The edge of all you know

Andrea Godoy Ranger Web Editor
May 3, 2012 Opinion By Andrea Godoy | Ranger Web Editor Every May, I think: “This is it. I am done with The Ranger and Amarillo College. “It’s been a good run and I am proud of what I’ve done, but it’s time to move on.” And for the past three years, I have found myself right back in the newsroom, writing more columns, stories or reviews and complaining. If no one has explained it, editors love to complain. It’s in our very nature. I have held every position there is to have on The Ranger and The Current, and I even have held positions that don’t technically exist. The thing about this experience, like many we all have, is that while you are living it, there is so much that annoys you. Whether it’s your co-workers, bosses or the people you interact with, all of them do something that makes you want to scream and give up. But looking back, those annoyances are what give your experiences character. Without character, we never would grow. If I take nothing away from my experiences here, I know without a doubt that I have grown because of them. I came into this department with no idea what I wanted to do with my life. I was terrified. How was it possible that I didn’t know what to do with my life? You see, when I started college, I did what made my parents happy. It was OK. There was only one problem with it: I hated it. I was at a point in my life when I knew if I didn’t do something I wanted to do, I would become complacent, and that was worse than what actually was happening. Now after three years, I am no closer to knowing exactly what I am going to do with my life, and it’s OK. My experiences here have taught me that whatever happens, I can take care of myself and I can do things I never thought I would be able to do. On Monday we began design on my final print edition, and watching it come to life literally gave me chills. I knew in my heart that this was the last time I would be doing this here. Working as a designer gives Read more [...]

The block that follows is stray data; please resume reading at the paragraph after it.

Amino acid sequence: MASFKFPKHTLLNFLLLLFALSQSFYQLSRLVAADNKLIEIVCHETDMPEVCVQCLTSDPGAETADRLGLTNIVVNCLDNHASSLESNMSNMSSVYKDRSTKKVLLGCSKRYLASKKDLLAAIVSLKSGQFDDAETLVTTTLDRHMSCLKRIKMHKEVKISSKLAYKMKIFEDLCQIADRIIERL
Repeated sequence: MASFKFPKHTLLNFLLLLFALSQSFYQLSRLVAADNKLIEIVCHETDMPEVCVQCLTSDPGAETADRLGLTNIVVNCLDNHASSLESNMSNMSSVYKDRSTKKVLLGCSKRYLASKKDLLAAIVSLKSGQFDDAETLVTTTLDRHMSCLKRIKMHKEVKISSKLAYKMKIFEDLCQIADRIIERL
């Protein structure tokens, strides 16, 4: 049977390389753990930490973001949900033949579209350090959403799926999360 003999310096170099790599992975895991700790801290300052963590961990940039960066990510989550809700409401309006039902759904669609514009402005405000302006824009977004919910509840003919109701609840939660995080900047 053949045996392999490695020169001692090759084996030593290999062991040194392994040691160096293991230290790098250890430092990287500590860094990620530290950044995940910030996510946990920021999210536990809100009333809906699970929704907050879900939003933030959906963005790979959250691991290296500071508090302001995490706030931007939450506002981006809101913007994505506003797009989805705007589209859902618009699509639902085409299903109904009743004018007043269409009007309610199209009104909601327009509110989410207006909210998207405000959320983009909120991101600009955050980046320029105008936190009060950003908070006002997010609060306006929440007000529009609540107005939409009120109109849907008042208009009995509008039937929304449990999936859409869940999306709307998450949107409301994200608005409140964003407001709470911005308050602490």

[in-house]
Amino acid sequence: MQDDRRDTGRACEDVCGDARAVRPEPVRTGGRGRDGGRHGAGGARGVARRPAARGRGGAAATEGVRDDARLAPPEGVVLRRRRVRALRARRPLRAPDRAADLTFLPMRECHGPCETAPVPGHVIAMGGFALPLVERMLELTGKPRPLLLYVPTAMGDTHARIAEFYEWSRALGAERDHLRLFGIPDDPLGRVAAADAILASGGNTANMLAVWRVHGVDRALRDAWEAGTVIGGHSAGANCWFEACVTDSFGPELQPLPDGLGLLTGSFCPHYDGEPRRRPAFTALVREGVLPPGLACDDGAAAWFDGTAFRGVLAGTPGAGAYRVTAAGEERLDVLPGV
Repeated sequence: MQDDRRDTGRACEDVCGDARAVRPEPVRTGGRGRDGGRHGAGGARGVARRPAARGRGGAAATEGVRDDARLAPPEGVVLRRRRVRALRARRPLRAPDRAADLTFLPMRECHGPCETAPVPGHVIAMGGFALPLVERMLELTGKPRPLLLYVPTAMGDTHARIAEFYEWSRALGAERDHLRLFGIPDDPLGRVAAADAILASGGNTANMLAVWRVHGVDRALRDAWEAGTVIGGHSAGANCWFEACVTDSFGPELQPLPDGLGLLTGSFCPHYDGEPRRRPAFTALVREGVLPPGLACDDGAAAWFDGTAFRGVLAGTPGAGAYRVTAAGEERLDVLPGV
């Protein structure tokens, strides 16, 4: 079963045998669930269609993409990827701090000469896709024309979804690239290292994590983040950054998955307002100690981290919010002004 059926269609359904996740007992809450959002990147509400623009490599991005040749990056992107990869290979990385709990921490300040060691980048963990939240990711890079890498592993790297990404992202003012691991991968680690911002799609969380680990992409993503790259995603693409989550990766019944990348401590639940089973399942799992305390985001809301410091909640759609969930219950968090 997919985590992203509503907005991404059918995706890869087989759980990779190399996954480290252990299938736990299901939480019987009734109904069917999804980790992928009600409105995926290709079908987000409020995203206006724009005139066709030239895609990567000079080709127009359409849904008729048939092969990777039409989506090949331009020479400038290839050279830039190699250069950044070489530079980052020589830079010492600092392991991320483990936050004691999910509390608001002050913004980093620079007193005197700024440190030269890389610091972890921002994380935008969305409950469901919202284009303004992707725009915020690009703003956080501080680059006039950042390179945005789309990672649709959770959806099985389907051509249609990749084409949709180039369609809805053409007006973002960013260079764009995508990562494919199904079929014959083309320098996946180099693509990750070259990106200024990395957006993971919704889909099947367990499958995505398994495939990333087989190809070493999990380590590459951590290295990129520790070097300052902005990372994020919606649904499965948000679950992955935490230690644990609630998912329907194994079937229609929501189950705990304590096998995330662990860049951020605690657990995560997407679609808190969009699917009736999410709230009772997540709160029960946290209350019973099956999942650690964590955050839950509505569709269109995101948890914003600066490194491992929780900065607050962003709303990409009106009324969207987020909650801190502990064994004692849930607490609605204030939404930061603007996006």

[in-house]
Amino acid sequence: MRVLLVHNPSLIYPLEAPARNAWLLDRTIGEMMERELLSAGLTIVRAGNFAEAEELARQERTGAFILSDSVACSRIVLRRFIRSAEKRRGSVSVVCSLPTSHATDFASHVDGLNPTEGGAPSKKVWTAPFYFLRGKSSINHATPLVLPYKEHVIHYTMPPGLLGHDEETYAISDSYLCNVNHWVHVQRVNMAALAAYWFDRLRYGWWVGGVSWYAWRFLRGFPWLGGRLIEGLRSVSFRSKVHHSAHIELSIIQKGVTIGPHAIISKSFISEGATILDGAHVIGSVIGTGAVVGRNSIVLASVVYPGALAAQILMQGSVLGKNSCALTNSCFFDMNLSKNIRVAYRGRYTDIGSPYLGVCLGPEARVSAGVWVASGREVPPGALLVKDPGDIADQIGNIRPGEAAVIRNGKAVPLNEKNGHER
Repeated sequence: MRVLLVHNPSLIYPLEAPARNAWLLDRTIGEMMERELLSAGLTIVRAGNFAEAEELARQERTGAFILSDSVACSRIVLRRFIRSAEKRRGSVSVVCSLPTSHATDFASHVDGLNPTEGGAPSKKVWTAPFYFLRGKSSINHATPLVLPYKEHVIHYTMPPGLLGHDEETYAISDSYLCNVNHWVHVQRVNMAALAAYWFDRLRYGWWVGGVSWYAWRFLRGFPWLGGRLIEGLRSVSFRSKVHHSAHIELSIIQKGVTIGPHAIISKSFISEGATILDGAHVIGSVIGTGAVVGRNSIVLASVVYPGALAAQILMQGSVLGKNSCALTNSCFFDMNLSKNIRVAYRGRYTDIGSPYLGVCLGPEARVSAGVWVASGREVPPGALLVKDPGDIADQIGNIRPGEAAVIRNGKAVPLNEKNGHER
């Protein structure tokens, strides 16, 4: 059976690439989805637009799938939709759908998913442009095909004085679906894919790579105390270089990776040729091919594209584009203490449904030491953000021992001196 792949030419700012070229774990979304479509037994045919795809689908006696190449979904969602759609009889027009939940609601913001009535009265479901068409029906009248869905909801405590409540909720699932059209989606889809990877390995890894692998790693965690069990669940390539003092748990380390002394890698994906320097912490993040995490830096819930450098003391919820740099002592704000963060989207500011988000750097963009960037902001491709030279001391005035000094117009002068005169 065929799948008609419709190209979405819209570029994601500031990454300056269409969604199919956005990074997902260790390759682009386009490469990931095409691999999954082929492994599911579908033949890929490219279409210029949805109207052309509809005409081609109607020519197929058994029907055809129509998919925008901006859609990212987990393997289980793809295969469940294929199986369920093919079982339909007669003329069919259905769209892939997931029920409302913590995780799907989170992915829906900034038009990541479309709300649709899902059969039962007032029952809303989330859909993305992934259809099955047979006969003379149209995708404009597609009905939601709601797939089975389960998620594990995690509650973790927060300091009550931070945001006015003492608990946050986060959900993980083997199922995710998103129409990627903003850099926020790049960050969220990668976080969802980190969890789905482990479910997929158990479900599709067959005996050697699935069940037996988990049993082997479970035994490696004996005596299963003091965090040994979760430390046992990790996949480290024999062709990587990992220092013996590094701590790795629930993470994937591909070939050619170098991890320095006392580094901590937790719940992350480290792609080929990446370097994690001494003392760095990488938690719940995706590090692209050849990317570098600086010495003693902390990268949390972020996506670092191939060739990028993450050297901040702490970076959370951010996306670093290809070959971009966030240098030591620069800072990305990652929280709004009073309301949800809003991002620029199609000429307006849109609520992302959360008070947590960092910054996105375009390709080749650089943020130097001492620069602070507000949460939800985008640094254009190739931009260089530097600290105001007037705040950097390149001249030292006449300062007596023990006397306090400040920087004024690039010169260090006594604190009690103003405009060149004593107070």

Video: Former AC student wins largest private scholarship


April 19, 2012

By Andrea Godoy | Web Editor

Former Amarillo College student Jon Alexander has been awarded the Jack Kent Cooke Transfer scholarship. The scholarship, which is available to all community college students that are transferring to a four-year university to complete their Bachelor degree, is the largest private scholarship offered to two-year and community college student, according to the JCK foundation website.

Michelle Orcutt, Phi Theta Kappa advisor and public speaking professor at AC surprised Alexander at his job with the news. Alexander, who majored in general studies at AC will be perusing his bachelor’s degree in film.

This is the first time that an AC student has been awarded this scholarship.